White, Ellen Gould (1827–1915)
White, Ellen Gould (1827–1915)
American religious leader who co-founded the Seventh-Day Adventist Church which she led for over 50 years, directing its expansion throughout North America, Europe, and Australia . Name variations: Ellen Gould Harmon. Born Ellen Gould Harmon on November 26, 1827, in Gorham, Maine; died on July 16, 1915, at her home in northern California; daughter of Robert Harmon (a hat maker) and Eunice Harmon; formal education ended at age nine; married James White, on August 30, 1846; children: Henry (1847–1863); James Edson (1849–1928); William (1854–1937); Herbert (September 1860–December 1860).
As a teenager, became involved in Adventist movement started by William Miller; at 17, began to have religious visions and began public career as religious leader; joined with husband to found the Seventh-Day Adventist Church (1863) and began to have visions regarding health reform; established the Western Health Reform Institute in Battle Creek, Michigan (1866); established churches in Europe (1885–87); established churches and a Bible school in Australia (1891–1900); established the College of Medical Evangelists, later Loma Linda University and Medical Center, in southern California (1909).
26 books and over 5,000 periodical articles, including Spiritual Gifts (1858), Spirit of Prophecy (1870), Patriarchs and Prophets (1890), Ministry of Healing (1905), and her autobiography, Life Sketches of Ellen G. White (1915). All of White's writings are still in print and are available through the international headquarters of the Seventh-Day Adventist Church, located in Silver Spring, Maryland.
When the morning sun rose over New England on October 23, 1844, it was distressing proof to the "Millerites" (named after their leader William Miller) that the Second Coming of their Lord, Jesus Christ, was not at hand. Based on their reading of the Scriptures, they had believed that October 22nd would be the day of the apocalypse and had spent the preceding weeks preparing for the event. Some had given away their money and dispersed their earthly goods, while others had neglected their farms or left their jobs. They had looked toward October 22nd not with despair or fear, but with joy, believing that at the moment of the Last Judgment they would be among the ones chosen to spend eternity with Christ.
When the apocalypse failed to materialize as the Millerites had predicted, the men and women who had gathered together to witness the end of the age were dealt a crushing blow, from which many never fully recovered. The events of that October day, which became known as the "Great Disappointment," left them in a spiritual wilderness, stripped of the faith that had once helped them to make sense of their lives. A young girl, barely in her teens when she first heard William Miller speak, was among those who had prepared for that fall day. Ellen Gould Harmon had arrived at Miller's first lecture already full of anxiety about her personal salvation. Miller's words about Christ's imminent descent to earth touched at the heart of her concern and opened up to her a new way of understanding her religious faith. Ultimately, this belief in the imminent advent of Christ would become the focus of her life's work.
Ellen Gould Harmon was born in 1827 on a small farm near Gorham, Maine. She and her twin sister Elizabeth Harmon were the last of Robert and Eunice Harmon 's eight children. Within a few years of the twins' birth, their parents gave up their farm and moved the family to Portland, Maine, where they started a hat-making business. The business was based in the Harmon home, and Ellen and her siblings worked alongside their parents in producing the hats for sale. Religion was an important part of their family life, and all of the children were introduced to the Methodist faith at an early age.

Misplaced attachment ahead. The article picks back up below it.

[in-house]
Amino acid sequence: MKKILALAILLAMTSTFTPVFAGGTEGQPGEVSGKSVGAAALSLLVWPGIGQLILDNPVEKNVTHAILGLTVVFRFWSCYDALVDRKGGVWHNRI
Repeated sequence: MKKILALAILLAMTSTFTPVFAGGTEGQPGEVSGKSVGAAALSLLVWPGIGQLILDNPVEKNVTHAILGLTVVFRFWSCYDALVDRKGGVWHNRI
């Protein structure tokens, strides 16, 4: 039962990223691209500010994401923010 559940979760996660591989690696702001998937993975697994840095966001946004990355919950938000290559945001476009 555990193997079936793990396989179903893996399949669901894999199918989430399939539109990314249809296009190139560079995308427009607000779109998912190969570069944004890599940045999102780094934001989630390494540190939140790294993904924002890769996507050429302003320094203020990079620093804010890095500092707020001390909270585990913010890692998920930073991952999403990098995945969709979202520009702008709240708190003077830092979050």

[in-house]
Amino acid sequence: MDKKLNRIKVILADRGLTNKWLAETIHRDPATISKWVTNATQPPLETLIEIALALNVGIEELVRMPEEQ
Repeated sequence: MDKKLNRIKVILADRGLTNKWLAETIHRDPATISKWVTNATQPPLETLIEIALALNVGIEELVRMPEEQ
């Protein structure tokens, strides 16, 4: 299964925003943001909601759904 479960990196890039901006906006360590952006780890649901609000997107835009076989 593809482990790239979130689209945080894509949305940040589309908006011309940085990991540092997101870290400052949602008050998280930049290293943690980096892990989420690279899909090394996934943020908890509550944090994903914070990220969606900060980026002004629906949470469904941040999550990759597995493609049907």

As an adult, Ellen White would look back on her early childhood as a happy and generally uneventful period. An accident that occurred in her ninth year, however, marked the end of this childhood idyll. Crossing the street with her sister one afternoon, she was hit by a stone thrown by a schoolmate. The blow knocked her to the ground, and for three weeks she lay unconscious in her parents' home, hovering, she said later, between life and death. She eventually regained consciousness and began to resume some of her normal activities, but the effects of the accident continued to take their toll. Weak and having difficulty breathing, she was forced to withdraw permanently from school. Even more painful, perhaps, than this premature end to her schooling was the disfigurement that the accident caused and the rejection she suffered because of it. As she later wrote, the experience taught her the "bitter lesson that our personal appearance makes a difference in the treatment we receive from our companions."
In her autobiography, White described this childhood accident and its aftermath as the event that changed, and perhaps determined, the course of her life. The health problems she endured as a consequence of the accident isolated her from her peers and forced her to confront her own mortality. Even after the most serious stage of her illness had passed, she continued to be deeply interested in religious matters and intensely insecure about her personal salvation. Her parents encouraged her interest in religion, bringing her with them to revival meetings sponsored by their Methodist church. At one of these meetings, barely three years after the accident, White received what she believed was a sign from God that her salvation was assured. The experience made her feel as though she had been spiritually reborn, and soon after it she formalized her new relationship with God by becoming a member of the Methodist Church.